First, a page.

January 3, 2020
January 3, 2020
After a long-awaited decision, the Trump administration issued a limited ban on e-cigarettes on Thursday. The ban will remove certain flavors of vaping products from the market; however, menthol and tobacco flavored products are exempt from the ban, and it only applies to flavors in pod-based products. Pods are pre-filled with a set amount of vaping liquid, while open tank vaping products are refillable. Although pods are more popular, all flavors will still be available in open tank vaping systems, meaning flavors will still be widely available and accessible.
The ban is intended to stem the youth vaping epidemic, but it is a large step back from the President’s original announcement from last year that covered all flavored e-cigarette products. Companies will have 30 days to cease the production and distribution of the covered products before the Food and Drug Administration (FDA) begins enforcement.
When asked about the announced ban, Health and Human Services (HHS) Secretary Alex Azar said, “By prioritizing enforcement against the products that are most widely used by children, our action today seeks to strike the right public health balance by maintaining e-cigarettes as a potential off-ramp for adults using combustible tobacco while ensuring these products don’t provide an on-ramp to nicotine addiction for our youth.”
The Prevent Cancer Foundation® supports efforts to curb the use of e-cigarettes among teens and young adults; however, this ban does not go far enough to protect youth and end the ongoing epidemic. All flavored products are still available through the open tank systems. While identifying cessation products for adults is important, there is currently no credible evidence to support that e-cigarettes are a safe and effective method, nor are they FDA approved for cessation. Therefore, they should not be used as a justification to maintain the availability of flavors which can still be accessed by youth.
On Wednesday, Health and Human Services Secretary Alex Azar spoke to the press about the administration’s intent to begin the process of allowing states to import drugs from Canada to help reduce drug prices. Under the plan, states would be able to work with wholesalers or pharmacies to develop a process for how the drugs would be imported. There are certain restrictions on the types of eligible drugs, specifically any products that are considered controlled substances and those that are not subject to the FDA safety systems. Insulins and other biologic drugs (drugs made from living cells) are not eligible either.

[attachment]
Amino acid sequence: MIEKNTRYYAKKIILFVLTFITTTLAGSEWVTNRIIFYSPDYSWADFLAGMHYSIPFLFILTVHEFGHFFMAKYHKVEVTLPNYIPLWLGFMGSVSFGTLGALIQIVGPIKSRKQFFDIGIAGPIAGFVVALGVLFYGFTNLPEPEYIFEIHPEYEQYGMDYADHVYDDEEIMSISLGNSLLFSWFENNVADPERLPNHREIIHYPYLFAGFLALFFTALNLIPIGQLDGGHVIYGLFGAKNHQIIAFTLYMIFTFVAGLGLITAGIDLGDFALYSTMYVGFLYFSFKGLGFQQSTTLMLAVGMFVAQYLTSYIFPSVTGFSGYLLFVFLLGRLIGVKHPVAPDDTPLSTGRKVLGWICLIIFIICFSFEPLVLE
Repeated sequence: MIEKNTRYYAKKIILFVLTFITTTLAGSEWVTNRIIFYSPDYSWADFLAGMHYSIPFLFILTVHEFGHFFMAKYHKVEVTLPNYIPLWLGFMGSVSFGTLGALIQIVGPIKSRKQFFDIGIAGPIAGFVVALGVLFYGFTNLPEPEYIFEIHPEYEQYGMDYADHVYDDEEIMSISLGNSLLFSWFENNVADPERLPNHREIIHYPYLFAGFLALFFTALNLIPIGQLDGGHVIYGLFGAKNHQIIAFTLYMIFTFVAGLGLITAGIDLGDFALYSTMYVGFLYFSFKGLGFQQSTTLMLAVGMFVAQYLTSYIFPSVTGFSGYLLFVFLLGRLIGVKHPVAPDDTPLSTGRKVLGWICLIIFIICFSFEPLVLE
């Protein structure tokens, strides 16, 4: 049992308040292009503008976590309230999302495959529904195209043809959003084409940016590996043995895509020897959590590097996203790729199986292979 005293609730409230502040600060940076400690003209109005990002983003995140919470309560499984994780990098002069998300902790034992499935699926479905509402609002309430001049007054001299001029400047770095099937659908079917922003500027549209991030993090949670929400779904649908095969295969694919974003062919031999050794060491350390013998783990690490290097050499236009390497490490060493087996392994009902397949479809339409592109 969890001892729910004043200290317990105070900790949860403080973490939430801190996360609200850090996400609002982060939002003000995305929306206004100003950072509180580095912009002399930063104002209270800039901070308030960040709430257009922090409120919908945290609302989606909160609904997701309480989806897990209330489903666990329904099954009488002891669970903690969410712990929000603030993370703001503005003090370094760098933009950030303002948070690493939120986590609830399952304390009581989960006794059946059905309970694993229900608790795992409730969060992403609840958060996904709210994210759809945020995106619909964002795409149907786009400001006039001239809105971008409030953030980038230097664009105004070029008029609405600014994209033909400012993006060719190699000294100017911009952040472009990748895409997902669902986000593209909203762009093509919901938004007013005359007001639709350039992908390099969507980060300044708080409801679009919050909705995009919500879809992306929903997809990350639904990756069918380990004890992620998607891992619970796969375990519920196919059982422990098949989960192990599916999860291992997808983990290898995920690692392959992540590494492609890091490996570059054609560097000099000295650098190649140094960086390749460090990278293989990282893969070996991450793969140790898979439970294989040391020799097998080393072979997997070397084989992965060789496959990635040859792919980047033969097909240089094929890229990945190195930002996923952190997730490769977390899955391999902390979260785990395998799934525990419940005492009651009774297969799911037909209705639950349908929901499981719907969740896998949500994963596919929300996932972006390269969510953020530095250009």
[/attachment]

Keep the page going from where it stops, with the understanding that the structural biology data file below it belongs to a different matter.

Azar also announced the FDA will be releasing a draft guidance to drug manufacturers on how the process would work and get their feedback.
Although implementation of the policy will likely take months or possibly years, four states have already submitted plans or declared intent to engage in the process—Colorado, Florida, New Hampshire and Vermont. Florida’s proposal includes a list of 19 drugs it will seek to import.
In his comments to the press, Azar sought to engage other states saying, “We want to see proposals from states, potentially in conjunction with wholesalers and pharmacies, that can help accomplish our shared goal of access to safe and effective prescription drugs at lower prices.”
This is a developing story. We will provide updates as they occur.
Center for Medicare and Medicaid Services (CMS) Administrator Seema Verma has rolled out new tools to help support states seeking to submit 1115 waivers, which allow states to make changes to their Medicaid programs, such as adding work requirements. These tools will help states with implementation plans and data collection to demonstrate the effectiveness of their proposals.
“The Medicaid program was designed to serve our most vulnerable populations like children and people with disabilities, so it’s logical that the nature of demonstration projects would change given the unprecedented expansion of Medical eligibility to childless, working-age adults that occurred under Obamacare,” wrote the CMS Administrator Verma in a blog post Thursday.
Since their introduction, seven states have received approval for work requirements through CMS. However, results have been mixed, and many have criticized CMS for its implementation of the requirements. For example, Arkansas has dropped 18,000 beneficiaries from its program, but CMS does not have records documenting why. The Los Angeles Times also reported that none of the states that have received approval have plans in place to track whether the work requirements have improved health outcomes or led to increased employment.
Work requirements disproportionately impact cancer patients who may be undergoing treatment and cannot actively work or may not be able to work full-time. The Prevent Cancer Foundation supports patients and caregivers that may desperately need health care. We urge CMS to work with these individuals to help access crucial services, including screenings and diagnostic tests in order to help reduce their risk of progression into a later stage.